Immunotherapy may aid ovarian cancer chemotherapy resistance, study suggests

Ovarian cancer is one of the deadliest cancers among American women, in part because the cancer develops a resistance to chemotherapy. In a new study, researchers at the University of Michigan at Ann Arbor suggest that adding immunotherapy to chemotherapy may reverse chemotherapy resistance.

Typically, ovarian cancer is treated with cisplatin, a platinum-based chemotherapy. The platinum builds up in the nucleus of cancer cells and stops them from dividing, resulting in resistance to the treatment and survival of the cancer cells, Medical News Today reported.

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In their research, scientists used fibroblasts, which generate cell connective tissue, and immune T cells that are the workhorse of the immune system. They observed that fibroblasts aid platinum build-up, but adding immune T cells to the fibroblasts led to death of tumor cells.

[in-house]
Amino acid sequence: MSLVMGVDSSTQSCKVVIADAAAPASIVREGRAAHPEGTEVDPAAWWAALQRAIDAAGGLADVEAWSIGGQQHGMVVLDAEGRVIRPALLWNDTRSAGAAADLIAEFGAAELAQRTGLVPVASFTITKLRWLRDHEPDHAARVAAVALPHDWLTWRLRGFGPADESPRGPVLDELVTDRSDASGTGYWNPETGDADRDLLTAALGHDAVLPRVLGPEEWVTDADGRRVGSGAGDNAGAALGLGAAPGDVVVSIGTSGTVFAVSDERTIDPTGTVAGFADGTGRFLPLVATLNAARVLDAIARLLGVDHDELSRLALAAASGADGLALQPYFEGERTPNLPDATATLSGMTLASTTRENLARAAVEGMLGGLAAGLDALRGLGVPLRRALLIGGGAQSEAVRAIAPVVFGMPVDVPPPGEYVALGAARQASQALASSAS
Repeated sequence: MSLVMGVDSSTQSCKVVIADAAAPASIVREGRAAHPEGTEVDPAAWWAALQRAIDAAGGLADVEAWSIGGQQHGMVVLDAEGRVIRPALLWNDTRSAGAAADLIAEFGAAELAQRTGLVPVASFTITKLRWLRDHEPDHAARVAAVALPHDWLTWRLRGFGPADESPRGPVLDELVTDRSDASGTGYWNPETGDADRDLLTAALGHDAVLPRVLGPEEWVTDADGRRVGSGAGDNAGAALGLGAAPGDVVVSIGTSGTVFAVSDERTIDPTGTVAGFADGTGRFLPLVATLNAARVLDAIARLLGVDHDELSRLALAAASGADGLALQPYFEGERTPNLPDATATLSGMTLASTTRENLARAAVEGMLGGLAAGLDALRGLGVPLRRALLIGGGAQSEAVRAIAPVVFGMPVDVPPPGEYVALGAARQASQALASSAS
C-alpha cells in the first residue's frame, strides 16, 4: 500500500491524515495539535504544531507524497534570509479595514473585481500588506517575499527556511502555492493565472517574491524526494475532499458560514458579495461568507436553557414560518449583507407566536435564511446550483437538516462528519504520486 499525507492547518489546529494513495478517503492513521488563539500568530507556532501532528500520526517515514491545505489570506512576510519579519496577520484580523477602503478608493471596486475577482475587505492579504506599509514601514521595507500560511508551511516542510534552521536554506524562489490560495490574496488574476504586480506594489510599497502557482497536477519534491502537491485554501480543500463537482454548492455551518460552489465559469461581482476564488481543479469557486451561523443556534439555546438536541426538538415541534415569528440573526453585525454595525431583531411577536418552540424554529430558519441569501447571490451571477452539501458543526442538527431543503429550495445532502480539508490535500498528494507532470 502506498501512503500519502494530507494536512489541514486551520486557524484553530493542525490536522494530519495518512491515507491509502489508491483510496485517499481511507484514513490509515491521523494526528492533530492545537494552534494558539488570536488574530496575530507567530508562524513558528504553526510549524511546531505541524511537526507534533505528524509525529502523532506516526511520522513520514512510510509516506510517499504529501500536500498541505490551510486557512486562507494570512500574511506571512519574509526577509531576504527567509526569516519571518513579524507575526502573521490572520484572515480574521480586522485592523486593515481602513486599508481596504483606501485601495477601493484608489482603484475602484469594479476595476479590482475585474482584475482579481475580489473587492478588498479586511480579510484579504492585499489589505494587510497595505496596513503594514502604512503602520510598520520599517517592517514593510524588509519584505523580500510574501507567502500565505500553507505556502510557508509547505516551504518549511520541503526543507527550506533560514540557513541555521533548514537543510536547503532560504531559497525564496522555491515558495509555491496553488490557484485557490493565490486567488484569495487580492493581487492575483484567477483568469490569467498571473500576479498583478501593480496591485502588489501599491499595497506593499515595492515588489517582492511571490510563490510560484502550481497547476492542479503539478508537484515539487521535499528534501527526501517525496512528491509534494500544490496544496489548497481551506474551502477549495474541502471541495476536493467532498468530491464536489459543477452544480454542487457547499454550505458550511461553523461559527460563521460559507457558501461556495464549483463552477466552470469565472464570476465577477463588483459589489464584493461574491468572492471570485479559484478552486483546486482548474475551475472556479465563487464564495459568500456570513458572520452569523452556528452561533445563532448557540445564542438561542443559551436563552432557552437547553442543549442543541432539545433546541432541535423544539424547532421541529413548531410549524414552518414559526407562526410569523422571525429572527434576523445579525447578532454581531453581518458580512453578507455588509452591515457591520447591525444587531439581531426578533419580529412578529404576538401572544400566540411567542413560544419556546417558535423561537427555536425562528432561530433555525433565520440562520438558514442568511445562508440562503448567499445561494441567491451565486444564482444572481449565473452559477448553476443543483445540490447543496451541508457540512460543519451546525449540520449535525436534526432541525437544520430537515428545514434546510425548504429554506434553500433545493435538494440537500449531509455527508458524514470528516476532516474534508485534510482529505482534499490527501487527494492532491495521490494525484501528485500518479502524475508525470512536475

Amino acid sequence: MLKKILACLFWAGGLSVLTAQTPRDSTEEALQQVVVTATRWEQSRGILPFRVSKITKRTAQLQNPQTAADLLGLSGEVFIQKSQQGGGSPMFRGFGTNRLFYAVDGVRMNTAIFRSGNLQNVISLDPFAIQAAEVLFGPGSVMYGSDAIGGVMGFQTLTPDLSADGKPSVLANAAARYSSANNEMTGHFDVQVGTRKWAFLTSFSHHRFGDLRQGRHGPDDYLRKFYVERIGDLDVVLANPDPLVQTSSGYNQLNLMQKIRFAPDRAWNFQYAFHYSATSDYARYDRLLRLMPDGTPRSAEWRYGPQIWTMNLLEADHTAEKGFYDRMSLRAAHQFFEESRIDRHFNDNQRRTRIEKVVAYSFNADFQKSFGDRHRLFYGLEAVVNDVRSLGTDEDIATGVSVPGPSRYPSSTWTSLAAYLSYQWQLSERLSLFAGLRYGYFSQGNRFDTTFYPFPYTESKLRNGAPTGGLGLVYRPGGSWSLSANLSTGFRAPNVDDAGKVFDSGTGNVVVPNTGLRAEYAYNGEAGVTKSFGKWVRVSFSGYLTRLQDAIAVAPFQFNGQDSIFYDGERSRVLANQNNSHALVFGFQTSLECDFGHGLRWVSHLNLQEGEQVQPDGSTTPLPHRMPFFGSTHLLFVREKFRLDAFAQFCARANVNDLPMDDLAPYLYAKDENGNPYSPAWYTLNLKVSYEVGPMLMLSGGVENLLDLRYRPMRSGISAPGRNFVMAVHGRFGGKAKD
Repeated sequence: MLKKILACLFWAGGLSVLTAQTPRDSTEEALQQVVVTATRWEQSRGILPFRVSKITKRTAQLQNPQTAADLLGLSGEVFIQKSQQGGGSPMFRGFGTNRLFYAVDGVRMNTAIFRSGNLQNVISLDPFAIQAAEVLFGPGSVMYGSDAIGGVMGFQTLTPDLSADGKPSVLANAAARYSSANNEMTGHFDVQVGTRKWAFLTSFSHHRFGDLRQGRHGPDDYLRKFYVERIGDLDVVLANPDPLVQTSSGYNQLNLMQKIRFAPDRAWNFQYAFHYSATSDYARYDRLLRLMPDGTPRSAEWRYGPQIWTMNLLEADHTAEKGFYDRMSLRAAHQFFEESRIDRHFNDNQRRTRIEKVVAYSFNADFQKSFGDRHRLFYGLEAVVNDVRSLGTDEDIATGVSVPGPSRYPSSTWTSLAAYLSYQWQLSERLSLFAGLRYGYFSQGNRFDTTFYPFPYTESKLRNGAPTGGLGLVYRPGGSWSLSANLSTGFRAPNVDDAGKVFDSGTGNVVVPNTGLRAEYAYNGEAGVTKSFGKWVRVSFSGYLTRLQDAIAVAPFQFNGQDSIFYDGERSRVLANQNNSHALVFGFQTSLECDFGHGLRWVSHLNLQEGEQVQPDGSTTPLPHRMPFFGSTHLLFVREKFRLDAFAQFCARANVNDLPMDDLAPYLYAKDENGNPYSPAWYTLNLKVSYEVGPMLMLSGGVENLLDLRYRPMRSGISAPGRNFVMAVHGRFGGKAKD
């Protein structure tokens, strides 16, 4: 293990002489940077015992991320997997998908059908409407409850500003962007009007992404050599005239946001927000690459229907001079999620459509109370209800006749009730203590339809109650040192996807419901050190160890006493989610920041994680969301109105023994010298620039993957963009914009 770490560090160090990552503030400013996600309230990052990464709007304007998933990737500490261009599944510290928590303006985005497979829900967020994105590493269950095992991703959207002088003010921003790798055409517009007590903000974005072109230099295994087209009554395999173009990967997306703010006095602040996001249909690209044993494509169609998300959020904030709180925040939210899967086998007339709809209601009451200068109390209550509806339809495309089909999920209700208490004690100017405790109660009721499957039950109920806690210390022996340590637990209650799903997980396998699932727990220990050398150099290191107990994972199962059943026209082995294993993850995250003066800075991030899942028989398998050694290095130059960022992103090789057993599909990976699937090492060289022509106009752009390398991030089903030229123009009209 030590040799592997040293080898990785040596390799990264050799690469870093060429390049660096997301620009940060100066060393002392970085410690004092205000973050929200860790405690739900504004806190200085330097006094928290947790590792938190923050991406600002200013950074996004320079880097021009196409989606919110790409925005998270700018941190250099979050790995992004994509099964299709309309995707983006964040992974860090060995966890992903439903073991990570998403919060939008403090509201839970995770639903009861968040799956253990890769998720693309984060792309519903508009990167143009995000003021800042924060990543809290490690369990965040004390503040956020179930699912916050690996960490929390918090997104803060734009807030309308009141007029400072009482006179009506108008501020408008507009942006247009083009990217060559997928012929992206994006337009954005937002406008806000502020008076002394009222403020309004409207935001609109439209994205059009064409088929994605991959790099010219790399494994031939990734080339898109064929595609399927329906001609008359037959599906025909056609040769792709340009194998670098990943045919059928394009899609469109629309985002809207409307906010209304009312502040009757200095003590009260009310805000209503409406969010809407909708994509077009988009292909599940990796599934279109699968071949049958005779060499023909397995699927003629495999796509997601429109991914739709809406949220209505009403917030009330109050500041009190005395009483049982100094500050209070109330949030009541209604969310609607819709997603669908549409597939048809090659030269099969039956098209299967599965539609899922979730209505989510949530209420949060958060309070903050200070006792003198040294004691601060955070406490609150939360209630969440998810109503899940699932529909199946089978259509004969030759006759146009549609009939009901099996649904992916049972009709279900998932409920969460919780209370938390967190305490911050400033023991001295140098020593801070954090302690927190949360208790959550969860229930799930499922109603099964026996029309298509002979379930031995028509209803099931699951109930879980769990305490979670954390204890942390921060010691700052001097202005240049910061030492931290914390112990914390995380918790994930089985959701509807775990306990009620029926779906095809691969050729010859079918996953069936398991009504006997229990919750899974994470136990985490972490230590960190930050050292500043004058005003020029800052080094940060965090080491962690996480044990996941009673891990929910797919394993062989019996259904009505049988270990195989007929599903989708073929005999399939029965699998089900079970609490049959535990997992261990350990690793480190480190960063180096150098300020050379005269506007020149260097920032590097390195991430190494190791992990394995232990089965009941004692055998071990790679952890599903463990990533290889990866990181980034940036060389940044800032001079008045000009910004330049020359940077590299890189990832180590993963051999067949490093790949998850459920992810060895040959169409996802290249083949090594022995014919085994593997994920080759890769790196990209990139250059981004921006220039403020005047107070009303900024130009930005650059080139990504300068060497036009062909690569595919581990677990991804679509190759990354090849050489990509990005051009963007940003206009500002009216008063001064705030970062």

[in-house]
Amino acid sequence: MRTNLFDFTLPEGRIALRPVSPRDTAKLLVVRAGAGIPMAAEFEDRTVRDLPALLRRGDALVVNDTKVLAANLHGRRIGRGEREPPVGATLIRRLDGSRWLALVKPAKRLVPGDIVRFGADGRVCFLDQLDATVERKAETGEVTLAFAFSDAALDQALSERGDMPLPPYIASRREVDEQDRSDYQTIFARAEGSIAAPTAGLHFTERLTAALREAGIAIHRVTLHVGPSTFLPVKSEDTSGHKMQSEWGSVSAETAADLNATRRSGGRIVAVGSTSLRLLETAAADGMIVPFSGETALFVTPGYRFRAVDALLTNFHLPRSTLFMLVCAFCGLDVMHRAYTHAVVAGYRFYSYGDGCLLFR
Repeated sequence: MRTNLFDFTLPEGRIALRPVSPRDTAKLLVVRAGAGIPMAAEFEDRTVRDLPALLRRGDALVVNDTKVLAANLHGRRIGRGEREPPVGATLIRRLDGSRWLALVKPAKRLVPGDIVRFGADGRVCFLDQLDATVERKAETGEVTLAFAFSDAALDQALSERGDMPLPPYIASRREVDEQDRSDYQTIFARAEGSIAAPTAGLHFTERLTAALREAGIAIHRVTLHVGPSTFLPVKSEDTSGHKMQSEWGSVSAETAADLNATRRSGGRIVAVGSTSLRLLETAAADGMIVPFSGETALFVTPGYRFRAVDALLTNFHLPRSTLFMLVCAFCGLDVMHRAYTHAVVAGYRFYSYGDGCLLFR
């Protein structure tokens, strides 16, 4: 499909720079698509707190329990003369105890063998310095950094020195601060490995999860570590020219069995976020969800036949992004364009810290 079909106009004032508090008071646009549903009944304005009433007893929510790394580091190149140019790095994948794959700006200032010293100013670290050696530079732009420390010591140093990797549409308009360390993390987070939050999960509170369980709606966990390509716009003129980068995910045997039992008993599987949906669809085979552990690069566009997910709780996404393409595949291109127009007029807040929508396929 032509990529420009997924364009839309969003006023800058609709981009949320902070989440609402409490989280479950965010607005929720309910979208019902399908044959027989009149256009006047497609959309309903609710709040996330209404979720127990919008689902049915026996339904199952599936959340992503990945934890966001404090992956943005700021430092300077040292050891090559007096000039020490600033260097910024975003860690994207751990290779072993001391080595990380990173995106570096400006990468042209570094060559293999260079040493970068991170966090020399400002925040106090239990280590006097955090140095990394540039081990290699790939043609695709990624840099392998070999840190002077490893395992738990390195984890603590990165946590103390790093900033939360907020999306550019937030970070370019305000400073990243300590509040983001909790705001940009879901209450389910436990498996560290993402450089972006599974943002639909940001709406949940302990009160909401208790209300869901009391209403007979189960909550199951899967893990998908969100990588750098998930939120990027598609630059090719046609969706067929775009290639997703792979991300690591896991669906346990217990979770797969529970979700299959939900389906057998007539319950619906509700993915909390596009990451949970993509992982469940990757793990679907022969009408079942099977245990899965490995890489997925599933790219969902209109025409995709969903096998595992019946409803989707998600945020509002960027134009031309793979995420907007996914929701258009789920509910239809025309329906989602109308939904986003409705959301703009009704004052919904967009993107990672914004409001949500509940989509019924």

Researchers then looked at patient outcomes and found that the presence of stromal fibroblasts was linked to lower patient survival, while the presence of immune T cells was linked to higher patient survival, Medical News Today reported.

Study authors believe this interplay between chemotherapy and immunotherapy “holds high potential for cancer treatment,” suggesting that a patient can be treated with immune T cells to alter fibroblast behavior after chemoresistance occurs. The patient could then return the same chemotherapy they had initially become resistant to.

The study was published in the journal Cell.